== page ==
What is life as a freelance ghostwriter like?
By Ed M.
I began freelancing while living in Boston, when I couldn’t get a journalism job after graduating from college during the “stagflation” of the late 1970s. My focus of study was in history and newspaper work—talk about impractical! So my first published pieces were in the East Boston Community News, published near Logan Airport, and in a free entertainment weekly. These didn’t pay much, but I was able to build up a portfolio of published pieces. I also made contacts with skilled journalists who later became editors at the Boston Globe.
In time, paid pieces came along from more established publications like the Globe and the Boston Herald. Some of these articles were fun: one was on a record-setting team of recumbent (horizontal) cyclists at MIT, who set the world’s land speed record for non-motorized vehicles. The need to pay the bills made me get contract work with Massachusetts’ then-burgeoning computer industry, which consisted largely of the smaller-scale “minicomputers” made by the likes of Digital Equipment, and the first word processors made by Wang Labs. Knowledge of word processing proved very remunerative at a time when almost every writer and editor worked with a typewriter.
I landed interesting work with the computer firm Data General at the time it became famous as the company in Tracy Kidder’s classic popular technology book, Soul of a New Machine. I received a real education in computer science, which led to work of increasing responsibility and pay in technical writing in other Boston-area computer firms, including Dun and Bradstreet Inc., which also provided experience in the financial and business realms. However, I longed to write in my chosen fields of history and politics. So I moved to Washington, D.C., and got a master’s degree at George Washington University.
The degree combined old and newfound interests: in politics and foreign affairs, in business and economics, and in science and technology. I would go on to write extensively in all these fields. On graduation, I found myself hurting for money again–in the tough recession of the early 1990s. I fell back on technical writing to make ends meet, and continued to write for fun on the side, especially in two favored fields, humor writing and “expository writing,” that is, speech writing. Then I was the recipient of two lucky breaks.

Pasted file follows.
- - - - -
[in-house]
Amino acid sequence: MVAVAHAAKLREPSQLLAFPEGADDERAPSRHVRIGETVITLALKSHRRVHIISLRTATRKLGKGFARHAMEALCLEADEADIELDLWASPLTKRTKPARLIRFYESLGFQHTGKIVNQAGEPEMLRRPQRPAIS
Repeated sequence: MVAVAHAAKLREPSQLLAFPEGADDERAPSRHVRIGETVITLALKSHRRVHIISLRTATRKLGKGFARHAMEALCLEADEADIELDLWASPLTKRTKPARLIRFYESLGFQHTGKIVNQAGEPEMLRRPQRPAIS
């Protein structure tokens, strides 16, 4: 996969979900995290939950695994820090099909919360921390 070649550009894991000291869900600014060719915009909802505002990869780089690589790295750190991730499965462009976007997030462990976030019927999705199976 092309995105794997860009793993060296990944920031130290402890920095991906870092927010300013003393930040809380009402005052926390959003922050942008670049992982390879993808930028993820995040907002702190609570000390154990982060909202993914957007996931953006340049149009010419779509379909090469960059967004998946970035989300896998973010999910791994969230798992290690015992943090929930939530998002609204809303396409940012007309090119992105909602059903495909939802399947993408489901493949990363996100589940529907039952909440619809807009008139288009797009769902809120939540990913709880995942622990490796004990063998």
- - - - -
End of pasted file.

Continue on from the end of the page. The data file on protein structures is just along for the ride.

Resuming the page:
Jay Leno had recently replaced Johnny Carson as “Tonight Show” host, and I mailed him a stack of my humor writing. To my shock, he wrote back to me, asking me to be a free-lance joke writer for the show. For two years, I faxed jokes to his staff, and every weekday night sat down expectantly in front of the TV to watch his opening monologue. If a joke was used, I got paid as piece work. I never got invited to join Leno’s permanent staff in LA, and the pay was modest, but the gig was a real feather in my cap.
Life as a Freelance Ghostwriter Continues
Around the same time, 1991-92, I took a stack of my political musings and sent them off to the White House of President George H. W. Bush. Again to my shock, I got a letter back–from the Deputy White House Chief of Staff (a Mr. Robert Zoellick who would later run the World Bank)–asking me to contribute speech material to the 1992 presidential campaign. Bush lost his re-election bid, either because he didn’t listen to my advice enough, or listened to it too much, but I had another great job to put on my resume.
The Leno and White House work, along with other published articles, helped me get a big break–a contract with Random House and Crown Publishing for two books of political humor: The Politically Correct Guide to American History and The Politically Correct Guide to the Bible. Nation-wide radio campaigns to support these books ensued. These books weren’t bestsellers, so the need to pay the bills reared its head again. By the late 1990s the Internet was taking off, and I read every book I could on the new technology. This helped me land a job in Maryland as a tech writer for Celera Genomics, the company that famously mapped, or “sequenced,” the human genome.
This biotech experience in turn led to a job as speechwriter for the CEO of a major drug company, Human Genome Sciences. And my political humor experience helped me find work as one of those fabled “Editors of Time-Life Books,” where I worked on such published books as Inside the CIA. Since then, I’ve often worked in technical writing and editing while pursuing intriguing free-lance projects.
I’ve co-written or written the following history and political books: America from A to Z, Armchair Reader: World War II, and Amazing Book of History. Also a book on the Internet, Secure Internet Practices, and an unpublished, “ghosted” “autobiography” of tech pioneer Rocco Martino, an early innovator in space flight and electronic funds transfers. And I’ve ghost-written two lengthy corporate histories of Fortune 100 pharmaceutical firms, Pfizer, Inc., and Abbott Labs, which allowed me to combine my graduate work in science, business, and public affairs.
Most recently, drawing on my experience in promoting books, I’ve been an adviser on social marketing for the CEO of a financial services firm. And now I am working for Ghost Writer, Inc., a new almost steady job for me as a freelance ghost writer. I take incoming work leads on and try to convince clients to hire my services as a freelance ghost writer or book editor of their cherished works. This isn’t hard for me, for in my career, I’ve learned that every job you worked, and everything you learn, can be put to good use in the writing and editing profession.